3. Each veterinarian should become familiar with checkout and maintenance procedures for the anesthesia equipment that he or she uses. It is his or her responsibility to learn such procedures, either by reading the appropriate operations manuals and textbooks or by consulting an expert.

4. The Occupational Safety and Health Administration (OSHA) can require that checkout and maintenance procedures for anesthetic equipment be logged into a permanent record. Ideally a log of evaluation and maintenance procedures and leakage testing should be maintained for each anesthesia machine, ventilator, and vaporizer.

5. Checkout procedures are important prior to the use of anesthesia equipment, and personnel operating anesthesia equipment should be trained to complete checkout procedures and to recognize indications of equipment malfunction. 6. Procedures for checkout of anesthesia equipment, depending on the equipment to be used, should include the following:

  • Status of the high-pressure system, including the oxygen supply (cylinder and central pipeline) and nitrous oxide supply - The nitrous oxide supply should not leak when the cylinder valve is on and the nitrous oxide flowmeter is off.
  • Status of the low-pressure system (flowmeter function and evaluation for leaks in the low-pressure system) - A negative-pressure leak test should be performed at the common gas outlet or the outlet of the vaporizer immediately upstream from the breathing system.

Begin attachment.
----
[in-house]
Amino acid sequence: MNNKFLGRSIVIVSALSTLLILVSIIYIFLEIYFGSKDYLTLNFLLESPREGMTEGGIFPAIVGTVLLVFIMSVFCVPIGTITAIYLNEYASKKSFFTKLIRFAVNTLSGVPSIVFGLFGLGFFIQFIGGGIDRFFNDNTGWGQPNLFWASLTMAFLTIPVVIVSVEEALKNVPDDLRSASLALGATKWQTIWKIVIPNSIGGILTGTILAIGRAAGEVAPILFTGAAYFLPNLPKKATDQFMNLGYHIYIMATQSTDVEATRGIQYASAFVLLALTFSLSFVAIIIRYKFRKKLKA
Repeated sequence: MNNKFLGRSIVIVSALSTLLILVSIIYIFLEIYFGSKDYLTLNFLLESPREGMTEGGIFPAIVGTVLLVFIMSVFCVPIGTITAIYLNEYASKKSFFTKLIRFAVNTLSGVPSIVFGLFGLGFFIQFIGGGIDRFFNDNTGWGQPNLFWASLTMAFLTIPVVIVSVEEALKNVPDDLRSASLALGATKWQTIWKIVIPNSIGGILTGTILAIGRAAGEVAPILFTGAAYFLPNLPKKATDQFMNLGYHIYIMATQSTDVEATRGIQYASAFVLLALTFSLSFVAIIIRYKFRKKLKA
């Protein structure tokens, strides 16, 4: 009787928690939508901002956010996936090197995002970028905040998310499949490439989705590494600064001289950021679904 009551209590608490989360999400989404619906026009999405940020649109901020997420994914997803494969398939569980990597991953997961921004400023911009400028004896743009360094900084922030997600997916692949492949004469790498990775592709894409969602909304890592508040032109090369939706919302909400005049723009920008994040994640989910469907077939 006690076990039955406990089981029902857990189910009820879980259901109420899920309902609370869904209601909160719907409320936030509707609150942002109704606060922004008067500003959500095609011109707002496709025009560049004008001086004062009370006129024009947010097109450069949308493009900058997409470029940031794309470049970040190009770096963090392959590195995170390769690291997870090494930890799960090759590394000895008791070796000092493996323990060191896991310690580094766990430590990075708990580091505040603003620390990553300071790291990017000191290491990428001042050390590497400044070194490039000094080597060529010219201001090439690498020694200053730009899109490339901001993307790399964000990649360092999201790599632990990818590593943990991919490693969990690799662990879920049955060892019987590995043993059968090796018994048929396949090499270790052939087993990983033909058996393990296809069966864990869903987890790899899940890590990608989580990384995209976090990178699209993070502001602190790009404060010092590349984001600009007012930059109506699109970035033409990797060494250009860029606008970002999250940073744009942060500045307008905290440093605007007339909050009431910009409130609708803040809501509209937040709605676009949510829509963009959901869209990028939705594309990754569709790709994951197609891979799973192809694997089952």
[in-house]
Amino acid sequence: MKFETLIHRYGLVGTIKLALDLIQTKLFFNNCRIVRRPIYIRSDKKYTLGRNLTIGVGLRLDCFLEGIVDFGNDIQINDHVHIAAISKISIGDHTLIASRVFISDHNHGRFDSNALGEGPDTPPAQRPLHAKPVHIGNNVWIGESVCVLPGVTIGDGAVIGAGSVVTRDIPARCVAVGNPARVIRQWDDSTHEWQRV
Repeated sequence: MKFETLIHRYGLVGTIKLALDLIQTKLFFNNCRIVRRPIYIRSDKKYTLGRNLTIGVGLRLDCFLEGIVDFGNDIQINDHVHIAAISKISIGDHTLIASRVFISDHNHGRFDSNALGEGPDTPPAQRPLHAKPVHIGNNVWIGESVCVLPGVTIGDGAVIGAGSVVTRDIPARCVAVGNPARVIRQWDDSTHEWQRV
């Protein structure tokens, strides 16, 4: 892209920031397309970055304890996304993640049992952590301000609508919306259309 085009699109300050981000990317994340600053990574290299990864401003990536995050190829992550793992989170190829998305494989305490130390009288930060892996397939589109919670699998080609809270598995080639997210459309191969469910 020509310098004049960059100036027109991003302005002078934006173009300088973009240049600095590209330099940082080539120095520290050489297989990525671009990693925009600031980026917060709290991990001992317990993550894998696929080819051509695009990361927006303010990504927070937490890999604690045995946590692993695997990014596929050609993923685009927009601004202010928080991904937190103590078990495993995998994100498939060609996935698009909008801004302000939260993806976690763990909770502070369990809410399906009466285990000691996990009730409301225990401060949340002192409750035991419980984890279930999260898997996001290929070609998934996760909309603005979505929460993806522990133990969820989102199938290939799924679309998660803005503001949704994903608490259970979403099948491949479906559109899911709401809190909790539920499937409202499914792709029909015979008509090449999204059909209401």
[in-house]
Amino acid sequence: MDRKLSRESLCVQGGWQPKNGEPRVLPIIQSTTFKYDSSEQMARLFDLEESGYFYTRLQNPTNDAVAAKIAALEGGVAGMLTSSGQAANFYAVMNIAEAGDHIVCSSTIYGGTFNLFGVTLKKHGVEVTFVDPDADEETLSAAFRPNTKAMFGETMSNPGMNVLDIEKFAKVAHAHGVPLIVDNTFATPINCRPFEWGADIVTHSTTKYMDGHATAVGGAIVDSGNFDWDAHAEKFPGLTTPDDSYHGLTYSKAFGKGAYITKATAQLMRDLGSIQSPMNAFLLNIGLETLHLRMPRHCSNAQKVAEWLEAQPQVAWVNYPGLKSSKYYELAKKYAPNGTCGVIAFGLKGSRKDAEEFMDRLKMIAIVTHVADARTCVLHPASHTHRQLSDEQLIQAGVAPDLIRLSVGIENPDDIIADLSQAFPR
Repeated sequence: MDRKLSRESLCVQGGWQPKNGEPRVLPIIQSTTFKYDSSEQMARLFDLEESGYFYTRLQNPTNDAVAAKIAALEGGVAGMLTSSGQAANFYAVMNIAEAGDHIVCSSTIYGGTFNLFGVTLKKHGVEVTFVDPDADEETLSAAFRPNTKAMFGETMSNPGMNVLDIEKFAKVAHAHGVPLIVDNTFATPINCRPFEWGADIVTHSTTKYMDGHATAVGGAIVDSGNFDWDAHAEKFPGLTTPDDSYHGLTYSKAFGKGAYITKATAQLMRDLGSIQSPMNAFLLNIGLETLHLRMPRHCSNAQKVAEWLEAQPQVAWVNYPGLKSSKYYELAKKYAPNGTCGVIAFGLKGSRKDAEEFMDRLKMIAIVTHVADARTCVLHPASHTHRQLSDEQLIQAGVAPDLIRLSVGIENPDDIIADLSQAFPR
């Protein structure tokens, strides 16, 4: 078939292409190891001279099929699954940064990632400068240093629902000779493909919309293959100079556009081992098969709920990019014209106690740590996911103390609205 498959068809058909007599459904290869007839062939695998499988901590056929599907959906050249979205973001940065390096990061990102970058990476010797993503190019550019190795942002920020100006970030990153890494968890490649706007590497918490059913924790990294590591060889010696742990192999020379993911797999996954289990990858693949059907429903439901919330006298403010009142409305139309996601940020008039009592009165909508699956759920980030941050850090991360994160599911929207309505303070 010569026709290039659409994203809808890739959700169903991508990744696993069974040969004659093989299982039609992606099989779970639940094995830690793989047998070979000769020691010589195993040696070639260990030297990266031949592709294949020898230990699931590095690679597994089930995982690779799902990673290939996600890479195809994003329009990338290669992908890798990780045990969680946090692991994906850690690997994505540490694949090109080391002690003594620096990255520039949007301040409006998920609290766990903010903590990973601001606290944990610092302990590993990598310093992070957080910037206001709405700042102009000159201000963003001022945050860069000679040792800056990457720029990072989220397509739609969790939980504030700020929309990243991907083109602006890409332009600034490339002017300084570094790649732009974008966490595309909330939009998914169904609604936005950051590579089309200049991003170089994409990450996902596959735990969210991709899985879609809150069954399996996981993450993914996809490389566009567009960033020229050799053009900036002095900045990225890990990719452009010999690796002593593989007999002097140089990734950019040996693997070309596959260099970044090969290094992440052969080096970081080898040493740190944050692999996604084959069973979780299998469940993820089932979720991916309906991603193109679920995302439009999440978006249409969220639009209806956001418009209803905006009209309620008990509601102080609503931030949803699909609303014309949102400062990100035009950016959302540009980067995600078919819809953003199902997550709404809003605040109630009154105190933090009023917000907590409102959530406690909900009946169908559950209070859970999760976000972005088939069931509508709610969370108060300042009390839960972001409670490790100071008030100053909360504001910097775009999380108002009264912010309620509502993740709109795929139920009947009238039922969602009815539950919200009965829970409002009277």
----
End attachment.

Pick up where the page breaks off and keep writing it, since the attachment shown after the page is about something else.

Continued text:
• Status of the breathing system (including the condition of chemical absorbent for carbon dioxide, leak tests, and function of the pop-off or overflow valve and one-way valves) - The status of the breathing system should be checked before using the system on each patient. An appropriate leak test for a circle system is to close the pop-off valve, occlude the Y-piece, pressurize the system to 30 cm of h3O with all flowmeters off, and ensure that the pressure does not decrease for at least 10 seconds. Noncircle systems can usually be checked for leaks by applying positive pressure to the system with all ports occluded, with similar guidelines as for circle systems. The quantity of leakage can be measured by determining the flow rate of oxygen necessary to maintain a constant pressure in the system, and the leak rate should be less than 300 ml/min at 30 cm of h3O.